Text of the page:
NIGERIAN JOURNAL OF SCIENCE AND ENVIRONMENT
Journal of the Faculties of Science and Agriculture, Delta State University, Abraka, Nigeria
Keywords: Delta State, Background ionization radiation, farms, immediate monitoring
In-situ background ionization radiation (BIR) level in 25 farms spread across the local government areas of Delta State, Nigeria was measured using a FOS 2011+ radiation metre, with reading accuracy of 0.001. The precise positions of the locations were determined using a geographical positioning device (GPS). Results show that the BIR levels range from 0.008 – 0.014 mRh-1, with a mean of 0.009 ± 0.0004 mRh-1. Three (12 %) of the studied farm lands have radiation levels higher than the 0.013 mRh-1recommended by the ICRP. The mean values of the radiation health parameters obtained are 7.19 mGyy-1, 3.78 mSvy-1 and 12.46 x 10-3 for dose rate, annual equivalent dose and excess life-time cancer risk, each of which is higher than the corresponding internationally recommended value of 1.0 mGy-1, 1. 0 mSvy-1 and 0.29 x 10-3 respectively. It is suggested that there should be an immediate monitoring and regulatory action by the relevant radiation protection authorities.
Agbalagba, O. E. and Meindinyo, R. K. (2010). Radiological impact of oil spilled environment: A case study of the Eriemu well 13 and 19 oil spillage in Ughelli region of Delta State, Nigeria.
ClueBot, N. G. (2016). Environmental radioactivity: Background level in Soils. Wikipedia, the free encyclopedia https:/en.m.wikipedia.org/..Accessed 11/3/16.
Ebong, I.D.U., and Alagoa K.D. (1992). Fertilizer impact in lonization Radiation Background at a Production Plant. Nig Journal of Physics Vol. 4, 143-149.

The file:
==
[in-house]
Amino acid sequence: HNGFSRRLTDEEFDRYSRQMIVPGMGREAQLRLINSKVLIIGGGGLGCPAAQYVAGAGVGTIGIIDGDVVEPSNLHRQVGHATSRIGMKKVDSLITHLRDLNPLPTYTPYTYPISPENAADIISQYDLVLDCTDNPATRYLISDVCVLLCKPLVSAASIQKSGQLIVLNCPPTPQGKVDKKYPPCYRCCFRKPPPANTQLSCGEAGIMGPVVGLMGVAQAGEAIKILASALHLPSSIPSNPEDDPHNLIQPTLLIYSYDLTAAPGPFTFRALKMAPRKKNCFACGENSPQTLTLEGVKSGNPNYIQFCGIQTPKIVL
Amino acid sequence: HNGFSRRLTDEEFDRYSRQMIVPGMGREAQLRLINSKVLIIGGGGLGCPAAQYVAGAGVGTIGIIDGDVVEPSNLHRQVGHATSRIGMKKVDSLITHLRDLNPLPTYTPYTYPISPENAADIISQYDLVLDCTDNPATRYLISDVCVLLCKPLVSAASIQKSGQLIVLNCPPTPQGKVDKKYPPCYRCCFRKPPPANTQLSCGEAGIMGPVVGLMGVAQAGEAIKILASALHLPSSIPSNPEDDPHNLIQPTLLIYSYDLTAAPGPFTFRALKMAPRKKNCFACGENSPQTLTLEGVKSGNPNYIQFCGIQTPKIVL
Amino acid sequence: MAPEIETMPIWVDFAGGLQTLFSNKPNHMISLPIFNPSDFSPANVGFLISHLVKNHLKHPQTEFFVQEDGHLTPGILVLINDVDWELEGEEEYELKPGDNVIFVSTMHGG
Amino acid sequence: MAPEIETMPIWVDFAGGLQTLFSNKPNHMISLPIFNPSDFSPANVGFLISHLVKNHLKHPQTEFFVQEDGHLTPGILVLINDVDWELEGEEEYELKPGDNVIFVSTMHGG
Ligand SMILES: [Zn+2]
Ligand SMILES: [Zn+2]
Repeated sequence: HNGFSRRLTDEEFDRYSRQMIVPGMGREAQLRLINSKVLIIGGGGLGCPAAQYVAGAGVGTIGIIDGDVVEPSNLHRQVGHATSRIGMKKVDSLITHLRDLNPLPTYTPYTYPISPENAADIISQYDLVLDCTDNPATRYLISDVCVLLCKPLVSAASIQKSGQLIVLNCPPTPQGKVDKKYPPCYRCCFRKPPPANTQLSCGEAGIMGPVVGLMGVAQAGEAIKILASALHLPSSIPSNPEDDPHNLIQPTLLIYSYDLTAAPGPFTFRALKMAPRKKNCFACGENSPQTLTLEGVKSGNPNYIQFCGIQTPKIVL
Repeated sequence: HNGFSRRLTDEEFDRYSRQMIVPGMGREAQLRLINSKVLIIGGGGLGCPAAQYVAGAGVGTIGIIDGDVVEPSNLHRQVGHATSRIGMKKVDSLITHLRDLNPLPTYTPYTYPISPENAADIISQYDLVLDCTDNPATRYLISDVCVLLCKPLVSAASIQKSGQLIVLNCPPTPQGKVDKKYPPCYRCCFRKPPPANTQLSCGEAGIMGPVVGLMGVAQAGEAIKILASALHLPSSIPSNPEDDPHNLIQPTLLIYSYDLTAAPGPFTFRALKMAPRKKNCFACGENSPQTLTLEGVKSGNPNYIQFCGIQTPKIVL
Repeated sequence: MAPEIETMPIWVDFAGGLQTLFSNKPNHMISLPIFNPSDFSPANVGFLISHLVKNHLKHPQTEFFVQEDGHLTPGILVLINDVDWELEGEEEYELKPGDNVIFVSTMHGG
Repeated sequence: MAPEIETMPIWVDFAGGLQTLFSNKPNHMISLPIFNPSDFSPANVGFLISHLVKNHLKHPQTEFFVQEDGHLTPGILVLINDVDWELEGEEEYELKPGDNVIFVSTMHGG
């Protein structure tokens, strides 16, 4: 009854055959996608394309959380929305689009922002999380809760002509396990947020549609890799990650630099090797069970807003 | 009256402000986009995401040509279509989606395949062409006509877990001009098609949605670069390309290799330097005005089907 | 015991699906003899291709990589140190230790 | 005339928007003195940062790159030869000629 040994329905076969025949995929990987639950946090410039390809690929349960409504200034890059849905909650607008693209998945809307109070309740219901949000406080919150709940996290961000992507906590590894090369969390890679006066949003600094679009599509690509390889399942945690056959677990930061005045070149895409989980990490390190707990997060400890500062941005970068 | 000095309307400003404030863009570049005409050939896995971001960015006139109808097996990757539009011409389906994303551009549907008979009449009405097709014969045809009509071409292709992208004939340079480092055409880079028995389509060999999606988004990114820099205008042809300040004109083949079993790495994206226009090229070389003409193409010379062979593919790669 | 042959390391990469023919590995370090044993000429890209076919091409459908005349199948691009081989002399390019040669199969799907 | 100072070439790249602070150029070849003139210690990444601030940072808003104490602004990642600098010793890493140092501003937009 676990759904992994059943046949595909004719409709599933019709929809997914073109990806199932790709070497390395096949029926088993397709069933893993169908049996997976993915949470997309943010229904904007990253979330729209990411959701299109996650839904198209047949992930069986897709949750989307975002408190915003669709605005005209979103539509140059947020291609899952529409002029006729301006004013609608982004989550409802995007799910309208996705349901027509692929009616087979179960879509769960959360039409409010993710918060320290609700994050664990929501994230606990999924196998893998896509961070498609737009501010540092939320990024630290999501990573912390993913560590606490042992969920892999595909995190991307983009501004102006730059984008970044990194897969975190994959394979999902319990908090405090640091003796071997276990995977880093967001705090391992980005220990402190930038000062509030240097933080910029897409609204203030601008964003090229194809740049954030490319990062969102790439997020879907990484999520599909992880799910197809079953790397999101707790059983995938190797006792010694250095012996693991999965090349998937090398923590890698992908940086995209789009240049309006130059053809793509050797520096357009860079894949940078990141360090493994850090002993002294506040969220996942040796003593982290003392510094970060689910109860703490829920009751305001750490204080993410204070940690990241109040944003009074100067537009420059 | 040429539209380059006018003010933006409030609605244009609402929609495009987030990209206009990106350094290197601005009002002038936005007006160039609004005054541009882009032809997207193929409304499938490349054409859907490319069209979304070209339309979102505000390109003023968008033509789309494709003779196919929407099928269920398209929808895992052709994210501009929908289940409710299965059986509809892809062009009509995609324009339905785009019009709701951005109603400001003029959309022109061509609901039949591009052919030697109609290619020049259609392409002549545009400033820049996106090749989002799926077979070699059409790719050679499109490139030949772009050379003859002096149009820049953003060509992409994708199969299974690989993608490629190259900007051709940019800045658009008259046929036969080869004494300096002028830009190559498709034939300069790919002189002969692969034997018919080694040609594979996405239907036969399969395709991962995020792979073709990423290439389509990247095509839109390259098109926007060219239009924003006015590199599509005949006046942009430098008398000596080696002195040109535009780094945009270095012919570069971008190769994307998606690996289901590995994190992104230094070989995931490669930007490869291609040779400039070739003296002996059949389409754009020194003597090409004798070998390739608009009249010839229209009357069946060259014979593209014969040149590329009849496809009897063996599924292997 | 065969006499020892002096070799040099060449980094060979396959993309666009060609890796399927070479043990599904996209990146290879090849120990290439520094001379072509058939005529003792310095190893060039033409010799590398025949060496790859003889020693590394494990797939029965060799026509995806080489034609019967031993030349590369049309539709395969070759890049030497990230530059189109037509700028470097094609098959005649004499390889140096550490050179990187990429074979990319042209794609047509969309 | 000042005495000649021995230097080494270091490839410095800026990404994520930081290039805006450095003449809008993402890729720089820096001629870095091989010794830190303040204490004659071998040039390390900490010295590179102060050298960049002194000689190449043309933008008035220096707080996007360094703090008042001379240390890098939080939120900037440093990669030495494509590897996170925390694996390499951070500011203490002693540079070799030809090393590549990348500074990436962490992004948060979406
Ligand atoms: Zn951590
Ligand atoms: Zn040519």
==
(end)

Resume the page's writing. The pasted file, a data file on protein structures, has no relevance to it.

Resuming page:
ICRP (1977). International Commission on Radiological Protection. Publication 26. Recommendation of ICRP. Images for Geological map of Delta State. https://www.google.com.ng Assessed 12/3/16
Mangset, W. E., Ike, E. E., Christopher, L. D., Solomon, A. O. and Mallam, S. P (2014). Evaluation of Radiation Hazard Indices and Excess Lifetime cancer Risk due to natural Radioactivity in Ground Water in Mining Areas of Plateau State. International Journal of Engineering and Applied Sciences, 5.5: 9-23
Mokobia, C. E, and Balogun, F. A. (2004). Background gamma terrestrial dose rate in Nigeria functional coal mines. Oxford university press.
Mokobia, C. E. Aniku, T. and Avwiri, G. (2016). Evaluating the Radiological Health Compliance of Some Beach Environments in Delta State. Journal of Applied Science and Environment Management, 20.3: 513-519.
NCRP (1987). National Council on Radiation Protection and Measurements. Ionizing Radiation Exposure of the population of the United States. NCRP Report 93: Bethesda, Maryland NEI (2016): Nuclear Energy Institute. Food and Agriculture Washington. www.nei.org/../Food-Agriculture.
Oritse, G., and Bivbera, G. (2010). Nairaland Forum. Radioactive Toxic Waste Dumped in Nigeria Again – Science/Technology. www.nairaland.com. Accessed 19/2/16
Pashazadeh, A. M. Aghajani, M., and Assadi, M. (2014). Annual effective dose from environmental gamma radiation in Bushehr city. Journal of Environmental Health Science and Engineering. PubMed Central www.ncbi.nlm.nib.gov/.../ pmc385667. Accessed 19/2/16.
The Sun (2011). The Sun Newspaper. ‘Koko toxic waste: Indigenes still live with nightmare 27 years after’. sunnews online.com. Accessed 19/2/16.
UNSCEAR (1962). United Nations Scientific Committee on the Effects of Atomic Radiation. Radiation from Natural Sources. Annex Ewww.unscear.org/../1962find-6a-unscear.
UNSCEAR (2010). United Nations Scientific Committee on the Effects of Atomic Radiation. Sources and effects of ionizing radiation. Report vol 1. Dose Assessment methodologies.